Hunting season is upon us once again. Although it may be tempting to send your elk meat to the local butcher for processing. You’d be surprised by how easy it can be to process your own game meat and save hundreds of dollars at the same time.
Let’s get something straight right now, I’m not a professional but I have learned a thing or two since I’m married to an avid hunter. So, when my husband brought home an elk from the archery hunt, I thought I would pass some meat-processing knowledge onto you.
Age your elk meat
Aging your elk meat is when the enzymes in the meat break down the collagen that tends to make the meat tough. The longer the meat ages, the more tender it is. Hanging the animal for seven days at about 40 degrees Fahrenheit is ideal. However, my husband de-bones his elk on the mountain, packs it out and stores it in an ice-filled cooler right away until it’s ready.
If you can let your elk age for at least three days, it will taste a lot better. Keep ice on the meat in a cooler in the shade. Flush the water out of the cooler one to two times per day. It will get rid of a lot of the blood and help with the taste.
Invest in a meat grinder
It might cost a little bit of money up front, but it will pay off in the end. A lot of the fatty parts of the meat can be turned into hamburger. You’ll want a meat grinder so you don’t have to waste any meat. There’s a lot of meat grinders to choose from. I was lucky and found a Cabela’s meat grinder at a yard sale for $20. It has done the trick.
Process your meat outside
I made this mistake a long time ago when I thought it would be a good idea to cut up some deer in our kitchen. By the end of the process, there was deer blood dripping all over my cabinets. It was awful. Even if it’s really cold, do it in the backyard or garage where everything can be hosed down.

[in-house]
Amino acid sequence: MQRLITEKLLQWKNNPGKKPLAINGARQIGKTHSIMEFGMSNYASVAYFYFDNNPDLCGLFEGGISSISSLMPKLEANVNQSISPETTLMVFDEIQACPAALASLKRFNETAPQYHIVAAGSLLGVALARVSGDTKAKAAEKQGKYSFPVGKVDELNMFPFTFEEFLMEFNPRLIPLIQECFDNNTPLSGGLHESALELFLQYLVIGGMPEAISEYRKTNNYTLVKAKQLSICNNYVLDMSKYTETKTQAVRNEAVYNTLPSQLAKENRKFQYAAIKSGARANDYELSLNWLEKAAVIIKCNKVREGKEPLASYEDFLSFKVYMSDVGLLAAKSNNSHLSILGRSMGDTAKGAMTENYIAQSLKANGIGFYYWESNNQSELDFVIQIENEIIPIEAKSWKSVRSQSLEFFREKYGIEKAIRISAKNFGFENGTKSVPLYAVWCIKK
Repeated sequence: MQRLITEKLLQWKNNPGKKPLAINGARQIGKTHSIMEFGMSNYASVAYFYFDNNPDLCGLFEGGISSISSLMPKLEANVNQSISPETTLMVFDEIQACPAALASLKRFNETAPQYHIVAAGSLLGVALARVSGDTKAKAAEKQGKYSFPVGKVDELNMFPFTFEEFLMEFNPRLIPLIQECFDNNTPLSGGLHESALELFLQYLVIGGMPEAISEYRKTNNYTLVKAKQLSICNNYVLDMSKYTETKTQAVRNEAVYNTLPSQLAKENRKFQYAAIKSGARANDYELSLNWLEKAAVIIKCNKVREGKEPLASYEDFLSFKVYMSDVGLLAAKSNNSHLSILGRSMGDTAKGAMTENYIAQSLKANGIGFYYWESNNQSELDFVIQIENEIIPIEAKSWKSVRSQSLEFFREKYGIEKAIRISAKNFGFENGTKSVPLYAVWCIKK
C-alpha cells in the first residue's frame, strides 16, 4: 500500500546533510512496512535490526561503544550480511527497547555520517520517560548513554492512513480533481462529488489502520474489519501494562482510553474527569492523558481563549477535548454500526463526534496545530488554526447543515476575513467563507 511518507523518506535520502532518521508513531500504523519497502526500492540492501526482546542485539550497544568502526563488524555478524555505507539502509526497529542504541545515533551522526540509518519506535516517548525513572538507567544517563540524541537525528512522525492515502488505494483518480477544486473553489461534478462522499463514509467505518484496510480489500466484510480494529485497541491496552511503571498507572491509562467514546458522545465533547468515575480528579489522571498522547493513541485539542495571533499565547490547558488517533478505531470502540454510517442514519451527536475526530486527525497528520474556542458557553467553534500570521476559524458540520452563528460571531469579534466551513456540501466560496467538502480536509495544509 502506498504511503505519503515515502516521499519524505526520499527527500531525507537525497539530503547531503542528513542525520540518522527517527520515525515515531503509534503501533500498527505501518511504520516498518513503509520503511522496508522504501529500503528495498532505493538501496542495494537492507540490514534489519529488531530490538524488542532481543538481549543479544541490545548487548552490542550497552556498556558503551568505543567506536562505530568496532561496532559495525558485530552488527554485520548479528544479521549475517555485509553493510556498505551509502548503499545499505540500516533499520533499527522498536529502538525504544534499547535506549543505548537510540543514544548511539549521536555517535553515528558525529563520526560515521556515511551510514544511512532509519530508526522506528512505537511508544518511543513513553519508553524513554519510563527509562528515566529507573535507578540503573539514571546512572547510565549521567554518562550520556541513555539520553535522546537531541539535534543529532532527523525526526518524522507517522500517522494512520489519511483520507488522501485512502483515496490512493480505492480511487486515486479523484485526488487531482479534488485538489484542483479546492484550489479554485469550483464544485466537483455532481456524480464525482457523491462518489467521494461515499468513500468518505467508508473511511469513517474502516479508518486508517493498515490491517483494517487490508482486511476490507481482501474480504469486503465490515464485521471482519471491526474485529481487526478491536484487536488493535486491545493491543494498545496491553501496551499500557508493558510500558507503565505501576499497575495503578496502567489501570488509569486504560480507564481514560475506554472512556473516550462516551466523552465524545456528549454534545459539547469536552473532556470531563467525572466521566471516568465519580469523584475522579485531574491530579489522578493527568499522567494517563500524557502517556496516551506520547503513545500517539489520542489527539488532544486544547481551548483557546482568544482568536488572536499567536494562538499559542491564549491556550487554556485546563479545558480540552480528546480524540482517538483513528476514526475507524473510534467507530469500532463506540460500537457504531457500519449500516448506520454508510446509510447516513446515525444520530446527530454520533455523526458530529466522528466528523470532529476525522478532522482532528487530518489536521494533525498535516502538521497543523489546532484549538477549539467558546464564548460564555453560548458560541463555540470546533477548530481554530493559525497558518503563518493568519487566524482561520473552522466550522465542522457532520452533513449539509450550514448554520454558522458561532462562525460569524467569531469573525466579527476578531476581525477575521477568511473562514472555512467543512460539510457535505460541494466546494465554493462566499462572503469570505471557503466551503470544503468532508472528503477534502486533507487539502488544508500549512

Recruit some help
We had about 110 pounds of elk meat this year. Between my husband and I, we were able to process everything in about two hours. Doing it alone takes a lot longer, trust me. Even my kids like to join in on the fun.
Select your cuts of meat
Generally, we use our elk for roasts and hamburger, but you can also cut your meat into steaks, stew meat and stir-fry meat. Here’s some general cutting rules to follow:
- Roasts are usually one single muscle
- Steaks are cut across the grain of the meat
- Stew meat is cut into one-inch squares
- Stir-fry meat is cut into strips
- Meat scraps can be ground into hamburger
- Hamburger can be used to make jerky later
Add some flavor to elk hamburger
Ground up game meat, particularly elk and deer, is very lean and as a result doesn’t taste quite the same as beef. To enhance the flavor and to bind the meat better while cooking, you can add in some extras.
If you have a hard time with the idea of adding fat to your already healthy, lean game meat, you can also try adding eggs and flour when you cook it. That helps with keeping the meat together and doesn’t make it unhealthy.
Package game meat correctly
Another great option for storing and freezing your meat is wrapping it using plastic wrap and freezer paper.
As a last option, you can store and freeze your meat in Ziploc freezer bags. Although this isn’t the best option, it is the most convenient and that’s what we end up doing. Sometimes the blood leaks out of the bags and it doesn’t stay as fresh. I would recommend using your game meat within one year using this option.
Awesome elk recipes
What good is processing your elk if you don’t have yummy recipes to prepare it? List below are some awesome elk recipes that I know you’ll love.
- Elk pot roast (This is actually a recipe for beef pot roast, but I just use elk roast instead. It’s my favorite.)
- Dr. Pepper Crockpot Elk Stew
- Italian Venison Meatballs
- Venison Jerky
- Elk Mushroom Burger
What other tips do you have for processing game meat? Leave your comments below.
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